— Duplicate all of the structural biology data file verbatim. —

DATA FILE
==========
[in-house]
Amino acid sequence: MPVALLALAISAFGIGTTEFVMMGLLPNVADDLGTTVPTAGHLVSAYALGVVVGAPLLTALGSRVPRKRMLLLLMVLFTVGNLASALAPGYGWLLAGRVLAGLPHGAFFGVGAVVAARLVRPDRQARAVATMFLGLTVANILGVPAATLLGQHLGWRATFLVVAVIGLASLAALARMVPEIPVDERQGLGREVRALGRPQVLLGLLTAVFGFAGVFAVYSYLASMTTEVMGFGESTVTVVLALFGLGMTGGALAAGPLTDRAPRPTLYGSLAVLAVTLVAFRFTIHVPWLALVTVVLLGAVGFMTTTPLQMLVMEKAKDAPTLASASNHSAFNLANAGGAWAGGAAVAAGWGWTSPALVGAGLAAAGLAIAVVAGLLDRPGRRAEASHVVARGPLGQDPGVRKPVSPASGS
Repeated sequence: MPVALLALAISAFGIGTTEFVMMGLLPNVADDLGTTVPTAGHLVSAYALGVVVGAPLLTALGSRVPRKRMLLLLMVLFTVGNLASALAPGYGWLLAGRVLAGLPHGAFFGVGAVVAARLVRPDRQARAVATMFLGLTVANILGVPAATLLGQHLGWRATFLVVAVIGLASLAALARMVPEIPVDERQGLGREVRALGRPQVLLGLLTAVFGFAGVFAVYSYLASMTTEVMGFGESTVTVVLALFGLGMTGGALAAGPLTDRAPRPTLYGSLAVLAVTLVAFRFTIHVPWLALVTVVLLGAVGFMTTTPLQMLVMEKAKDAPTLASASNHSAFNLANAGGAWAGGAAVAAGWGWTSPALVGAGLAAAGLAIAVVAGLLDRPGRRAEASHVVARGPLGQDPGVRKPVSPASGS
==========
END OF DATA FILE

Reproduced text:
[in-house]
Amino acid sequence: MPVALLALAISAFGIGTTEFVMMGLLPNVADDLGTTVPTAGHLVSAYALGVVVGAPLLTALGSRVPRKRMLLLLMVLFTVGNLASALAPGYGWLLAGRVLAGLPHGAFFGVGAVVAARLVRPDRQARAVATMFLGLTVANILGVPAATLLGQHLGWRATFLVVAVIGLASLAALARMVPEIPVDERQGLGREVRALGRPQVLLGLLTAVFGFAGVFAVYSYLASMTTEVMGFGESTVTVVLALFGLGMTGGALAAGPLTDRAPRPTLYGSLAVLAVTLVAFRFTIHVPWLALVTVVLLGAVGFMTTTPLQMLVMEKAKDAPTLASASNHSAFNLANAGGAWAGGAAVAAGWGWTSPALVGAGLAAAGLAIAVVAGLLDRPGRRAEASHVVARGPLGQDPGVRKPVSPASGS
Repeated sequence: MPVALLALAISAFGIGTTEFVMMGLLPNVADDLGTTVPTAGHLVSAYALGVVVGAPLLTALGSRVPRKRMLLLLMVLFTVGNLASALAPGYGWLLAGRVLAGLPHGAFFGVGAVVAARLVRPDRQARAVATMFLGLTVANILGVPAATLLGQHLGWRATFLVVAVIGLASLAALARMVPEIPVDERQGLGREVRALGRPQVLLGLLTAVFGFAGVFAVYSYLASMTTEVMGFGESTVTVVLALFGLGMTGGALAAGPLTDRAPRPTLYGSLAVLAVTLVAFRFTIHVPWLALVTVVLLGAVGFMTTTPLQMLVMEKAKDAPTLASASNHSAFNLANAGGAWAGGAAVAAGWGWTSPALVGAGLAAAGLAIAVVAGLLDRPGRRAEASHVVARGPLGQDPGVRKPVSPASGS